This was Brandon's 1st tour and we had a blast riding together. As usual, we camped at Big Eddy State Park after a very nice 35 mile ride stopping in Vernonia for lunch and picking up anything we needed for dinner and the next day. There are some logging trucks on this route but it seems every year there are less and less. After camping at Big Eddy, there aren't any businesses until we reach the coast so we needed to be prepared with snacks and whatever food we wanted for lunch the next day. The 2nd day's ride is incredibly beautiful but is 73 miles and much more demanding than the 1st day. There are a few places to stop for water and bathroom breaks but there are no stores or restaurants along the way. My 1st stop is always the firehouse in Mist to use their bathroom. Even though I only stop in once a year they remember me and are always very nice. From there it's another 20 miles to the Jewell Elk Preserve. There are tons of elk in this area but the only time I've seen them is when the weather is bad. Today's weather was very nice which meant no elk were to be seen. The Jewell Elk Preserve is a sweet place to stop. It has everything a touring cyclist needs. There are picnic tables to make and eat lunch as well as bathrooms to get cleaned up and wash our dirty dishes after making lunch. It's in a perfect place for a break because just a few miles further starts the climb over the coastal range. I'm a really slow climber and this isn't too bad. I think it's about 6 miles and 700 ft to the summit. From there we had a fabulous twisting turning downhill on a freshly paved road through lush forest. Cycle touring doesn't get much better than this. Almost at the bottom of the hill is an active fish hatchery with another perfectly placed bathroom stop. I've never taken the tour but hear it is worth the time. (Unfortunately, I need the whole day to complete the 73 miles to the Recumbent Retreat.) Leaving the fish hatchery begins the hardest part of the ride for me. From here, the next 20 miles have lots of short and steep hills along the Young's Bay River that really slow me down. The views are amazing though. Once we got passed the Warrenton airport it is a simple ride to Ft. Stevens State Park where we met up with everyone already camped. I found my site (many thanks to Greg and Lori for letting me camp) and got set up just as rains started to fall. I had a good time riding with Brandon and expect we will be riding together again next year to the retreat.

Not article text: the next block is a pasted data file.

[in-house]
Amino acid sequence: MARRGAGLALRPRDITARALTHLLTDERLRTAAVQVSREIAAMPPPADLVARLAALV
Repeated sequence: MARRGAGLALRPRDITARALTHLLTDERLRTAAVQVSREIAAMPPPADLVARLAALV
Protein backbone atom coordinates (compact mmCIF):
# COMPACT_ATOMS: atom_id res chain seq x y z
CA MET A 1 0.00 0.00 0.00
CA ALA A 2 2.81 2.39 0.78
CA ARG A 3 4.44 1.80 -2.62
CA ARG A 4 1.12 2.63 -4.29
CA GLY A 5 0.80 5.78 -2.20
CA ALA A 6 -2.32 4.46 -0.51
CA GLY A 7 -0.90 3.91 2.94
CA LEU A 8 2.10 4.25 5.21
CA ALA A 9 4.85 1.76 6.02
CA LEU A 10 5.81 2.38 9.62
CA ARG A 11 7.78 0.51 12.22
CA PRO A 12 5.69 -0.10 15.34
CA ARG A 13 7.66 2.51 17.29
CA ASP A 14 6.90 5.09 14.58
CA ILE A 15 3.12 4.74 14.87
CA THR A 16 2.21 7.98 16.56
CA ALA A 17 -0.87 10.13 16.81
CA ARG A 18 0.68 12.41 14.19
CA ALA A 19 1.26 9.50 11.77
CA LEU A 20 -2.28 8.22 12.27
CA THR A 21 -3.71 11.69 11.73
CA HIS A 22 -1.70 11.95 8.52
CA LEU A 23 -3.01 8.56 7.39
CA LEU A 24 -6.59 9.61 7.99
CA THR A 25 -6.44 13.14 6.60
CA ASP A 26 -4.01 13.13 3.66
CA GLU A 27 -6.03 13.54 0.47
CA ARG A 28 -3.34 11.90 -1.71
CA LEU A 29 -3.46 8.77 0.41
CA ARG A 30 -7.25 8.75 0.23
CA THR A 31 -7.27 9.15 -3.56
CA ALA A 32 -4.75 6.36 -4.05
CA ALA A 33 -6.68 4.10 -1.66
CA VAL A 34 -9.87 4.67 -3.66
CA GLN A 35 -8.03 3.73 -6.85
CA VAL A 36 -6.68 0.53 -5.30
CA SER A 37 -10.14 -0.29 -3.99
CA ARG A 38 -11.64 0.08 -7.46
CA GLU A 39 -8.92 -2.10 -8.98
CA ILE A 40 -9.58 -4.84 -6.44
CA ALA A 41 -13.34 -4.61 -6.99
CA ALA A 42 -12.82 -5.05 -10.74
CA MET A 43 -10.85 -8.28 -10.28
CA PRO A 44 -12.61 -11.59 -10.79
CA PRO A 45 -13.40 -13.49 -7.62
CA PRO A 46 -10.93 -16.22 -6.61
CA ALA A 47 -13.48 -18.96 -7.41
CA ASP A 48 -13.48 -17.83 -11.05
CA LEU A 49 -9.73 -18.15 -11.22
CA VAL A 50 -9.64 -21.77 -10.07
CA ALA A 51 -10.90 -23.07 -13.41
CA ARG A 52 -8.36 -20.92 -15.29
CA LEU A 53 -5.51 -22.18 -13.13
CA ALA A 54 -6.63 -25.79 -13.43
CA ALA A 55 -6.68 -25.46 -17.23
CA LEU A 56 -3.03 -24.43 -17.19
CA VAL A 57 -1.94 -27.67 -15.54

Camping at Big Eddy Country park

Just before the Lewis and Clark Bridge into Warrenton

Sasquatch lives at Ft. Stevens!!
The 4 day Recumbent Retreat weekend is put on by OHPV (Oregon Human Powered Vehicle) and they do a fabulous job. The weekend is filled with lots of riding, good food, hanging out and looking for stamps for the treasure hunt. The busiest day of the retreat is Saturday and it is jam packed with activities. The day starts with the photoshoot where over 90 recumbents gathered. This is far from the record but, I think, being the 19th year, lots of riders are over it. Then we all break out for many riding options. Some rides are on the bike paths in Ft. Stevens State Park and other longer rides are out of the park. There was the lunch ride that had over 40 trikers and the sunset ride, both led by Lonnie, out to the Peter Iredale shipwreck. Super fun! The day was colder and there was some rain in the afternoon but it all passed in time for the pot luck. People really put effort into the dishes they serve and we, again, had fabulous food. Then, we all light up our bikes and trikes in preparation of the lighted bikes parade where we ride through all the loops of the campground.  Ft Stevens State Park is huge and there are many, many loops. The parade probably lasts about an hour and it is a hoot.  Some of the lighted designs are super clever. The lighted bikes parade is legendary and one of my very favorite events of the entire year.  It is simply good clean honest fun and this year was no exception. Next year will be the 20th annual Recumbent Retreat and I expect it to be an extra special event. If you are interested in attending, click this link for more info